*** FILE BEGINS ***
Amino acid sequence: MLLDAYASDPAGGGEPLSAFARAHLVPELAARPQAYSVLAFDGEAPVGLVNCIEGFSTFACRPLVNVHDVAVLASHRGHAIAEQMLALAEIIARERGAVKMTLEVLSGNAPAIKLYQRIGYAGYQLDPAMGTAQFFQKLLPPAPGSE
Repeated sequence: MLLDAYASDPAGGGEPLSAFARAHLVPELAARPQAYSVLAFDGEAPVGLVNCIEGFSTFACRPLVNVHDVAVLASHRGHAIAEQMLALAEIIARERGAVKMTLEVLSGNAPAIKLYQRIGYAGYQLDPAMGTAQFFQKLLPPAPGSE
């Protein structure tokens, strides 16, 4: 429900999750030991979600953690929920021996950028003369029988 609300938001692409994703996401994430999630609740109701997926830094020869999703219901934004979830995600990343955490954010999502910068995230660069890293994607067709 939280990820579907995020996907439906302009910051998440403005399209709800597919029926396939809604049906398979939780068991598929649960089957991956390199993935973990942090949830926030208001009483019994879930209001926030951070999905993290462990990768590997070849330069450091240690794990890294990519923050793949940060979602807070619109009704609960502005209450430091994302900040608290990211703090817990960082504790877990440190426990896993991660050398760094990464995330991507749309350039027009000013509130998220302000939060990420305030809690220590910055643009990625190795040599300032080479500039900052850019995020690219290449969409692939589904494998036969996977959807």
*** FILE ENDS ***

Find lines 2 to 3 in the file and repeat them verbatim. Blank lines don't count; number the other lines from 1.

Repeated sequence: MLLDAYASDPAGGGEPLSAFARAHLVPELAARPQAYSVLAFDGEAPVGLVNCIEGFSTFACRPLVNVHDVAVLASHRGHAIAEQMLALAEIIARERGAVKMTLEVLSGNAPAIKLYQRIGYAGYQLDPAMGTAQFFQKLLPPAPGSE
């Protein structure tokens, strides 16, 4: 429900999750030991979600953690929920021996950028003369029988 609300938001692409994703996401994430999630609740109701997926830094020869999703219901934004979830995600990343955490954010999502910068995230660069890293994607067709 939280990820579907995020996907439906302009910051998440403005399209709800597919029926396939809604049906398979939780068991598929649960089957991956390199993935973990942090949830926030208001009483019994879930209001926030951070999905993290462990990768590997070849330069450091240690794990890294990519923050793949940060979602807070619109009704609960502005209450430091994302900040608290990211703090817990960082504790877990440190426990896993991660050398760094990464995330991507749309350039027009000013509130998220302000939060990420305030809690220590910055643009990625190795040599300032080479500039900052850019995020690219290449969409692939589904494998036969996977959807």